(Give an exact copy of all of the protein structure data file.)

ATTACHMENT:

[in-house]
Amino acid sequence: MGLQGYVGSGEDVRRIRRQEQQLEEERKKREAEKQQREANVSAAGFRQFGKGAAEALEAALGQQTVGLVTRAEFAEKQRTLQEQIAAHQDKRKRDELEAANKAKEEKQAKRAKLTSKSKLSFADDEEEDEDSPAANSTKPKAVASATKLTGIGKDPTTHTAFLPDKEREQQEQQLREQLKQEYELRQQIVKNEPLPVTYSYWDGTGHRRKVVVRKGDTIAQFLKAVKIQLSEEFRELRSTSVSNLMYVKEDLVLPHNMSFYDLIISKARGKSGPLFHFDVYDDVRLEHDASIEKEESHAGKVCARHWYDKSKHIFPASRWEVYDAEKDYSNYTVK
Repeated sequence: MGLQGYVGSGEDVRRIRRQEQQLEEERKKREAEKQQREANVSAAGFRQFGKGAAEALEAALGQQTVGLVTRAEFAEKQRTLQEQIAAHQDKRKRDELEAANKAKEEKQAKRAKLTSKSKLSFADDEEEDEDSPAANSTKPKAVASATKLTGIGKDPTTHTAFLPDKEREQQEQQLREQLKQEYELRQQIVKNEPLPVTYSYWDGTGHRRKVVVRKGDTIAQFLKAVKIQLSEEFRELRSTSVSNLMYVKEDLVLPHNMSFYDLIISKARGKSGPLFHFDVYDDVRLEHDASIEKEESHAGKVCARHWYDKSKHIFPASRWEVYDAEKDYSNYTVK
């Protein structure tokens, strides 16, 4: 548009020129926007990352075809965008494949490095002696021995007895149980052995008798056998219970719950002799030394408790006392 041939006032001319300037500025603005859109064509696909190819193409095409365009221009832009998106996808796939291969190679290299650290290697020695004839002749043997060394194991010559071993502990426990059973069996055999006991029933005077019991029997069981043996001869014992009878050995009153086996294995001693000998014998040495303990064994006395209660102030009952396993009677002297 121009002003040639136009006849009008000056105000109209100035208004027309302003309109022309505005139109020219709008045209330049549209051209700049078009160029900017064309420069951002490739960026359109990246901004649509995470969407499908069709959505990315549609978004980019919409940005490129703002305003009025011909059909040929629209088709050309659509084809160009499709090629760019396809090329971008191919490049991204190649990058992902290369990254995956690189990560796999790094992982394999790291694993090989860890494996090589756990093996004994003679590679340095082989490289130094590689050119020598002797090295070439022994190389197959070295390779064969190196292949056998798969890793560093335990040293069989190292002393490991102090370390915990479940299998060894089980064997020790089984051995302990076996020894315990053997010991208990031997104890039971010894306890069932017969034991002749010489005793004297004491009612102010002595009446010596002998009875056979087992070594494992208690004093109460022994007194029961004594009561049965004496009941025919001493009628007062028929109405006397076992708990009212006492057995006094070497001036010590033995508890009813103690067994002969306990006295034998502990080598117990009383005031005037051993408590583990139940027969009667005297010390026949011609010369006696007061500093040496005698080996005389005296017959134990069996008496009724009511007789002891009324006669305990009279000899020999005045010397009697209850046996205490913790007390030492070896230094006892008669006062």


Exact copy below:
[in-house]
Amino acid sequence: MGLQGYVGSGEDVRRIRRQEQQLEEERKKREAEKQQREANVSAAGFRQFGKGAAEALEAALGQQTVGLVTRAEFAEKQRTLQEQIAAHQDKRKRDELEAANKAKEEKQAKRAKLTSKSKLSFADDEEEDEDSPAANSTKPKAVASATKLTGIGKDPTTHTAFLPDKEREQQEQQLREQLKQEYELRQQIVKNEPLPVTYSYWDGTGHRRKVVVRKGDTIAQFLKAVKIQLSEEFRELRSTSVSNLMYVKEDLVLPHNMSFYDLIISKARGKSGPLFHFDVYDDVRLEHDASIEKEESHAGKVCARHWYDKSKHIFPASRWEVYDAEKDYSNYTVK
Repeated sequence: MGLQGYVGSGEDVRRIRRQEQQLEEERKKREAEKQQREANVSAAGFRQFGKGAAEALEAALGQQTVGLVTRAEFAEKQRTLQEQIAAHQDKRKRDELEAANKAKEEKQAKRAKLTSKSKLSFADDEEEDEDSPAANSTKPKAVASATKLTGIGKDPTTHTAFLPDKEREQQEQQLREQLKQEYELRQQIVKNEPLPVTYSYWDGTGHRRKVVVRKGDTIAQFLKAVKIQLSEEFRELRSTSVSNLMYVKEDLVLPHNMSFYDLIISKARGKSGPLFHFDVYDDVRLEHDASIEKEESHAGKVCARHWYDKSKHIFPASRWEVYDAEKDYSNYTVK
């Protein structure tokens, strides 16, 4: 548009020129926007990352075809965008494949490095002696021995007895149980052995008798056998219970719950002799030394408790006392 041939006032001319300037500025603005859109064509696909190819193409095409365009221009832009998106996808796939291969190679290299650290290697020695004839002749043997060394194991010559071993502990426990059973069996055999006991029933005077019991029997069981043996001869014992009878050995009153086996294995001693000998014998040495303990064994006395209660102030009952396993009677002297 121009002003040639136009006849009008000056105000109209100035208004027309302003309109022309505005139109020219709008045209330049549209051209700049078009160029900017064309420069951002490739960026359109990246901004649509995470969407499908069709959505990315549609978004980019919409940005490129703002305003009025011909059909040929629209088709050309659509084809160009499709090629760019396809090329971008191919490049991204190649990058992902290369990254995956690189990560796999790094992982394999790291694993090989860890494996090589756990093996004994003679590679340095082989490289130094590689050119020598002797090295070439022994190389197959070295390779064969190196292949056998798969890793560093335990040293069989190292002393490991102090370390915990479940299998060894089980064997020790089984051995302990076996020894315990053997010991208990031997104890039971010894306890069932017969034991002749010489005793004297004491009612102010002595009446010596002998009875056979087992070594494992208690004093109460022994007194029961004594009561049965004496009941025919001493009628007062028929109405006397076992708990009212006492057995006094070497001036010590033995508890009813103690067994002969306990006295034998502990080598117990009383005031005037051993408590583990139940027969009667005297010390026949011609010369006696007061500093040496005698080996005389005296017959134990069996008496009724009511007789002891009324006669305990009279000899020999005045010397009697209850046996205490913790007390030492070896230094006892008669006062």